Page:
The Coalition to End Social Isolation and Loneliness which aims to “engage diverse stakeholders, increase public awareness, promote innovative research, and advocate for policy change that combats the adverse consequences of social isolation and loneliness and advances approaches that improve social connectedness for all Americans[7].”
The World Health Organization (WHO) has created the Global Network for Age-friendly Cities and Communities and recommends identifying and supporting networks for older adults, providing access to appropriate assist devices, and developing confidence in using technology.
The UK government launched a Loneliness Strategy in 2018, appointing a Minister for Loneliness. Furthermore, the UK’s National Institute for Health and Clinical Excellence (NICE) recommends healthcare practitioners identify and address social isolation among older adults.
Here in the US, the Centers for Disease Control and Prevention, and Centers for Medicare and Medicaid Services (CMS)—recommend that health systems collect information on social determinants of health, ideally in electronic health records.
The American Hospital Association (AHA) also recommends holistic care, including attention to social determinants of health, to improve patient satisfaction. This in turn can lead to increased reimbursement, higher levels of patient loyalty and have a positive impact on employee retention[8].
The AHA also promotes the case for hospitals to invest in affordable housing to improve community health[9]. The organization has been influential in addressing the social needs of the community and how hospitals should be involved. Supporting affordable housing is already an emerging strategy for many hospitals and health systems[10].

Accelerating Investments for Healthy Communities (AIHC) enables healthcare providers to expand their commitment to affordable housing. Examples of this strategy in action include:

  • Kaiser Permanente recently pledged $200 million to invest in housing across the country.
  • Nationwide Children’s Hospital announced the creation of a $20 million fund to finance 170 multi-family rental units on the South Side of Columbus.
  • Dignity Health in San Bernardino worked with community partners and the State of California to leverage more than $20 million dollars for a housing project that is expected to create hundreds of units of affordable and market-rate housing.

According to the Robert Wood Johnson Foundation, if implemented strategically, community investments can benefit hospitals in the following ways:

  • Financial returns on investment from successful projects.
  • Bottom line returns on investment from improved community health.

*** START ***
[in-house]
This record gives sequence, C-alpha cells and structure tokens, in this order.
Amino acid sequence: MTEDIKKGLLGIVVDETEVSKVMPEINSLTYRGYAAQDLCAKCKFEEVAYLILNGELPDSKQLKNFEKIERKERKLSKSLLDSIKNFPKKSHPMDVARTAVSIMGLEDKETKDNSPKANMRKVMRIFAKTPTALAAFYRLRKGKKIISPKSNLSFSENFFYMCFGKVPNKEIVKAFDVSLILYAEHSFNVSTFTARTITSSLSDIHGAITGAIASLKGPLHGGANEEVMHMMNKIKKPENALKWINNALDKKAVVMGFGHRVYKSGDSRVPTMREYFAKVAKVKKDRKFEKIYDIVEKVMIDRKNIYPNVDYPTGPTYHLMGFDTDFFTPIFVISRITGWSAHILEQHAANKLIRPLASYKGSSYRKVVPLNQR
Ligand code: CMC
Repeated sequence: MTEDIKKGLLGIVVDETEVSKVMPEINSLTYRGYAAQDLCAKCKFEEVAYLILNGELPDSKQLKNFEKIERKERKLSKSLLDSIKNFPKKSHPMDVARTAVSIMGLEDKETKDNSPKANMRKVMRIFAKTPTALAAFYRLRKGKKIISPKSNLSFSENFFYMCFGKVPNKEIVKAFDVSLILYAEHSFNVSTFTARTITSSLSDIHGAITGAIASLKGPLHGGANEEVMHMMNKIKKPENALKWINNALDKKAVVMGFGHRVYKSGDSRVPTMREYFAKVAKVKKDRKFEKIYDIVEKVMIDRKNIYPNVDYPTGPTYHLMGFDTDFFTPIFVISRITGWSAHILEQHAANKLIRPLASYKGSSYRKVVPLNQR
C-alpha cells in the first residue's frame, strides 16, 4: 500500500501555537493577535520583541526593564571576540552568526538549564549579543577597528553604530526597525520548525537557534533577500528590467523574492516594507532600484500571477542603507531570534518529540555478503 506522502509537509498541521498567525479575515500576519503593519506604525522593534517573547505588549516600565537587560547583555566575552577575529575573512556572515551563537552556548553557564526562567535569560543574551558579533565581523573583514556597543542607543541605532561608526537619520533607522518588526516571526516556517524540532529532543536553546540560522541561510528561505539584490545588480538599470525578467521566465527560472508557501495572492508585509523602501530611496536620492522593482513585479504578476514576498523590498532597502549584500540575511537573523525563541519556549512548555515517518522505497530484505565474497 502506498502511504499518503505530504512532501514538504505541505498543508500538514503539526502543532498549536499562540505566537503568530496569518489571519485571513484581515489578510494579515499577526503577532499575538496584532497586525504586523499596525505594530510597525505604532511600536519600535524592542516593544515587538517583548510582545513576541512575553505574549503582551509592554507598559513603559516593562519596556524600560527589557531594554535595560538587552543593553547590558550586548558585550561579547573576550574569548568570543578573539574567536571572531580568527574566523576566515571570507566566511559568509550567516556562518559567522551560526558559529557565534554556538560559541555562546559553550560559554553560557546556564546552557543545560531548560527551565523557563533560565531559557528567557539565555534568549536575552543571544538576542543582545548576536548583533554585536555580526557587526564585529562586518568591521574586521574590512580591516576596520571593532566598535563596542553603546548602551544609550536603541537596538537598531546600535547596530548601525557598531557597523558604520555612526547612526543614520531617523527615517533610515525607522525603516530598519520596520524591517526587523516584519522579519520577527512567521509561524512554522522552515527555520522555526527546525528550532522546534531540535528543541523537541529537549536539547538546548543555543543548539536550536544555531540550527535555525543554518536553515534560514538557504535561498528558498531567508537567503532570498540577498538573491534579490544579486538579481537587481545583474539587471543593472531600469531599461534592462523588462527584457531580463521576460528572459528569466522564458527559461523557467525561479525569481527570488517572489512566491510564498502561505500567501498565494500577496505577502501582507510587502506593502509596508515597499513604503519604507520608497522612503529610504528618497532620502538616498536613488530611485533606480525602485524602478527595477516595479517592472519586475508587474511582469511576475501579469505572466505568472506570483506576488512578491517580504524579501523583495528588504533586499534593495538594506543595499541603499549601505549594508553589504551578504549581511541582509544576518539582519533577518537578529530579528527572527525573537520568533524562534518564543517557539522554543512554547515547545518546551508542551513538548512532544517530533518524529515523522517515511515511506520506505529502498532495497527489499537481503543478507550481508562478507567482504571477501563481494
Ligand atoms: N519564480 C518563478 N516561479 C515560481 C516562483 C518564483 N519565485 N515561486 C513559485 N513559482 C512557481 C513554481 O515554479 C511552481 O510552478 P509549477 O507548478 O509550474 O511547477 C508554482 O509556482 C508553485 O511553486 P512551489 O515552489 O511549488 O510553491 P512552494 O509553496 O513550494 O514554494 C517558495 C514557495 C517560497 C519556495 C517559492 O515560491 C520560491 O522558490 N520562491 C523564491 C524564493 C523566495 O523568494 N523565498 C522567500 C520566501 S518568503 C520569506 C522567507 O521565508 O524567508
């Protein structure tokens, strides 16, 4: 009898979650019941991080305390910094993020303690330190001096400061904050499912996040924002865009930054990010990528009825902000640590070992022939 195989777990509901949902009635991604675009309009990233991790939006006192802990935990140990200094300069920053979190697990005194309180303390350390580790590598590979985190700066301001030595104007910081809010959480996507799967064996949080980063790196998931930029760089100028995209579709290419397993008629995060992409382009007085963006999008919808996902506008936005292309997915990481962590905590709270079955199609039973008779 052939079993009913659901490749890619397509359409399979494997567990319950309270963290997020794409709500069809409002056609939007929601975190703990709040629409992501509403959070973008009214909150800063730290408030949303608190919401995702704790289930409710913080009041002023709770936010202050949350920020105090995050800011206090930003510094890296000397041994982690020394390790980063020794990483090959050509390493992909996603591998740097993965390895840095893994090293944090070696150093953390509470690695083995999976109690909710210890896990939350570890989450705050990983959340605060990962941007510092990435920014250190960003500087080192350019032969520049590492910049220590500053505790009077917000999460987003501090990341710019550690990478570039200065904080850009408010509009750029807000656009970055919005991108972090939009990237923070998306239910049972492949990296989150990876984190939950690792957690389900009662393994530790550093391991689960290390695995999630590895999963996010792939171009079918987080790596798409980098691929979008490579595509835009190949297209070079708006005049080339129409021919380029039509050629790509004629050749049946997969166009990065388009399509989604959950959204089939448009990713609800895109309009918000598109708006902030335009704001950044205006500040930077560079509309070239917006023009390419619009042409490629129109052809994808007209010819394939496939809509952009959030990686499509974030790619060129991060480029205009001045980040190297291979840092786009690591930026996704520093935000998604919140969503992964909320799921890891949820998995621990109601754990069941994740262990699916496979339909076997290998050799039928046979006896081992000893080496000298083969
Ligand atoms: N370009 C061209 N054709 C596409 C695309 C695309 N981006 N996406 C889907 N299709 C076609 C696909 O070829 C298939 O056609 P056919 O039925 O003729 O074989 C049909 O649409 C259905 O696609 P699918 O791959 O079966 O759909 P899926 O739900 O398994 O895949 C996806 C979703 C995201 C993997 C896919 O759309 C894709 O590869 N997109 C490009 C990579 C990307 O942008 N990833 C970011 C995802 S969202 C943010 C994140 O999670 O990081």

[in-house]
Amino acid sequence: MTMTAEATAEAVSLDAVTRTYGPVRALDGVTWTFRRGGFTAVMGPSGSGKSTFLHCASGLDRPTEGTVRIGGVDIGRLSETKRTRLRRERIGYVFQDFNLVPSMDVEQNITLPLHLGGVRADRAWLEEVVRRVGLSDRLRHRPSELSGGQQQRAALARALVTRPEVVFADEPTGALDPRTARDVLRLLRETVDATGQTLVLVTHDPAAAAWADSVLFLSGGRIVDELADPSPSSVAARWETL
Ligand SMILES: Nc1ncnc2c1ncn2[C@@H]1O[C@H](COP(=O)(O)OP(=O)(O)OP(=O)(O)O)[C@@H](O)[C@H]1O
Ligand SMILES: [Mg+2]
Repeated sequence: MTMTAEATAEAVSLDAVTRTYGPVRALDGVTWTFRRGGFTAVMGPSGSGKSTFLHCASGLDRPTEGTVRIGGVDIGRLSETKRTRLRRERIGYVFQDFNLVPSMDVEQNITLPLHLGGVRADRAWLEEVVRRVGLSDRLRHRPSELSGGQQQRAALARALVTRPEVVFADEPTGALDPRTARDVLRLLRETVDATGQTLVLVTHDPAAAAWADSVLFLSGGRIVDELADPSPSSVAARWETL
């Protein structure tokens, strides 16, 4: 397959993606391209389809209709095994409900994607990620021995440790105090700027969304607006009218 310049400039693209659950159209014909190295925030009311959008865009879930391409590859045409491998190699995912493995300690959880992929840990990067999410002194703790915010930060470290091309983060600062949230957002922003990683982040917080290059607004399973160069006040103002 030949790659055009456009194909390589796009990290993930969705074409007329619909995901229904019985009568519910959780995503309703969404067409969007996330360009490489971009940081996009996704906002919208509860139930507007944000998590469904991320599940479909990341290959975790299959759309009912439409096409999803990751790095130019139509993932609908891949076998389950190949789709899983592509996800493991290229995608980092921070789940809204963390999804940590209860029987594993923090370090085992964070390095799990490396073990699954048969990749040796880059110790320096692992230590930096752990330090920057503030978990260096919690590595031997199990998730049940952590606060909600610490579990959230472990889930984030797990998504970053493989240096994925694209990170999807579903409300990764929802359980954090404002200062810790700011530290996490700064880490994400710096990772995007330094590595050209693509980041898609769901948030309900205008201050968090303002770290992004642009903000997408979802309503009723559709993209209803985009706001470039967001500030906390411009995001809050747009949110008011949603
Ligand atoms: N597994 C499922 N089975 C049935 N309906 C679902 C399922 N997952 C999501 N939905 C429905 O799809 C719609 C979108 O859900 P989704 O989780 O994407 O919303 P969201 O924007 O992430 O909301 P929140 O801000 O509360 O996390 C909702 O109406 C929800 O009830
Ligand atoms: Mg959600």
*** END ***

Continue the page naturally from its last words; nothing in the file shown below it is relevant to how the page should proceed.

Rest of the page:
• Non-financial benefits like having a healthier workforce, for example, reduced levels of crime and improved relationships with the community.

The foundation also notes [11]:
“When anchor institutions such as hospitals and health systems partner with the community, they empower the community in a way that would not have been possible without outside financial expertise and capital. In communities that have the ability to attract and leverage investment capital, this kind of partnership can be critical.”
The foundation’s senior vice president of program, Don Schwarz, MD, MBA emphasizes the unique position of hospitals and health systems to influence health in their communities.
Social isolation: A priority for healthcare providers in 2020
We have summarized the findings of these multiple studies below, which reiterate our experience at VIE Healthcare when partnering with healthcare organizations across the US:

  • Social isolation is a social determinant of health that causes multiple health problems.
  • Hospitals and health systems are tasked by the Center for Medicare and Medicaid to partner with their communities to address the population health needs of their patients.
  • Both financial incentives (increased revenue through increased reimbursement) and social commitment to improve the quality of health in the community should be high priorities for hospitals and health systems in 2020.

Financial incentives and social commitment to improve the quality of community health should be high priorities for the healthcare sector in 2020. Click To Tweet

  • Under the leadership and guidance of the American Hospital Association, many hospitals have already begun steps to find solutions and improve health in their communities through strategic partnerships and investments.

VIE Healthcare collaborates with your hospital to achieve these goals in 2020 and beyond.
[2] AARP 2018 National Survey of Adults 45 and older- Loneliness and Social Connection
[4] Studies; Heart 2016; 102:1009–1016. Doi: 10.1136/heartjnl-2015-308790

Share: Social Isolation and the Impact on Healthcare

Share on facebook
Share on twitter
Share on linkedin
Share on email


Discover 15 Effective Cost Savings Strategies That Most Hospitals Can Apply Right Now

Learn how these five principles can help you reduce costs immediately.

A strategy developed from analyzing over 5,000 hospitals

A simple step-by-step plan in plain language

Proven processes to organize and motivate your team to find savings

We protect your information